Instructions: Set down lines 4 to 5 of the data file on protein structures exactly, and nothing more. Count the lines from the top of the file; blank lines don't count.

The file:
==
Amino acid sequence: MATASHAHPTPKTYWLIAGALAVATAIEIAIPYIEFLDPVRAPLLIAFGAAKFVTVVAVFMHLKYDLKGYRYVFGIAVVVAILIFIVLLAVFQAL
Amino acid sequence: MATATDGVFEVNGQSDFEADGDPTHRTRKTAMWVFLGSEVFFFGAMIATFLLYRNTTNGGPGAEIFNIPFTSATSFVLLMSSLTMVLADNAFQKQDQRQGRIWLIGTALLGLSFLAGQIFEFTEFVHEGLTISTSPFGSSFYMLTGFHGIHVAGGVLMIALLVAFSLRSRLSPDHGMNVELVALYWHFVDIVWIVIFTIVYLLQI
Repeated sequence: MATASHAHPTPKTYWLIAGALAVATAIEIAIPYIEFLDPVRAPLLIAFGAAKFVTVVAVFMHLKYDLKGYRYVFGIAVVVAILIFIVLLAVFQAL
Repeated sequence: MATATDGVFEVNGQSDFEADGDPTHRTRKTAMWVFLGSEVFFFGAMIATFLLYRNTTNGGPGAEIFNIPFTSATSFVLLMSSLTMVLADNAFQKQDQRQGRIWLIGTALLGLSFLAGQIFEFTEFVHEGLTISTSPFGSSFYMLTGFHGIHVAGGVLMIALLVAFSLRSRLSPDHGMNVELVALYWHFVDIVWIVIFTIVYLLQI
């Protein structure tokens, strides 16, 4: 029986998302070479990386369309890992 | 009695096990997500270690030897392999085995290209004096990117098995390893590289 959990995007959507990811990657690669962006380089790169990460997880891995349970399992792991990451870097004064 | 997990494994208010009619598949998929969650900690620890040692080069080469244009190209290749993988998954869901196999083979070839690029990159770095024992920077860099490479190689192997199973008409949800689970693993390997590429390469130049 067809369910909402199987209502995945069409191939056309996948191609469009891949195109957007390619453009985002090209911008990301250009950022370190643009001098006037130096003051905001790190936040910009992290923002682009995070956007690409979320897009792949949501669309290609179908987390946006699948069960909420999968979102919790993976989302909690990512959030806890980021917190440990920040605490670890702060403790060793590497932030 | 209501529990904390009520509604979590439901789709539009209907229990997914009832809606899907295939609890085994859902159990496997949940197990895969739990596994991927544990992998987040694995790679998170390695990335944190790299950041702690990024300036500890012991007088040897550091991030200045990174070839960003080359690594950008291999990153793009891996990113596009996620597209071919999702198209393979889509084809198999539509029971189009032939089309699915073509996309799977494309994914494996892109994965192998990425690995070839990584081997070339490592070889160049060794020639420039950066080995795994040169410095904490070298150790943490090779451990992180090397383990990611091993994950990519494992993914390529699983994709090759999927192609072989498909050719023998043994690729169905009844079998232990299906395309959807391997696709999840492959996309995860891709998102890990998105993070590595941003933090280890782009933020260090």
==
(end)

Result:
Repeated sequence: MATATDGVFEVNGQSDFEADGDPTHRTRKTAMWVFLGSEVFFFGAMIATFLLYRNTTNGGPGAEIFNIPFTSATSFVLLMSSLTMVLADNAFQKQDQRQGRIWLIGTALLGLSFLAGQIFEFTEFVHEGLTISTSPFGSSFYMLTGFHGIHVAGGVLMIALLVAFSLRSRLSPDHGMNVELVALYWHFVDIVWIVIFTIVYLLQI
């Protein structure tokens, strides 16, 4: 029986998302070479990386369309890992 | 009695096990997500270690030897392999085995290209004096990117098995390893590289 959990995007959507990811990657690669962006380089790169990460997880891995349970399992792991990451870097004064 | 997990494994208010009619598949998929969650900690620890040692080069080469244009190209290749993988998954869901196999083979070839690029990159770095024992920077860099490479190689192997199973008409949800689970693993390997590429390469130049 067809369910909402199987209502995945069409191939056309996948191609469009891949195109957007390619453009985002090209911008990301250009950022370190643009001098006037130096003051905001790190936040910009992290923002682009995070956007690409979320897009792949949501669309290609179908987390946006699948069960909420999968979102919790993976989302909690990512959030806890980021917190440990920040605490670890702060403790060793590497932030 | 209501529990904390009520509604979590439901789709539009209907229990997914009832809606899907295939609890085994859902159990496997949940197990895969739990596994991927544990992998987040694995790679998170390695990335944190790299950041702690990024300036500890012991007088040897550091991030200045990174070839960003080359690594950008291999990153793009891996990113596009996620597209071919999702198209393979889509084809198999539509029971189009032939089309699915073509996309799977494309994914494996892109994965192998990425690995070839990584081997070339490592070889160049060794020639420039950066080995795994040169410095904490070298150790943490090779451990992180090397383990990611091993994950990519494992993914390529699983994709090759999927192609072989498909050719023998043994690729169905009844079998232990299906395309959807391997696709999840492959996309995860891709998102890990998105993070590595941003933090280890782009933020260090």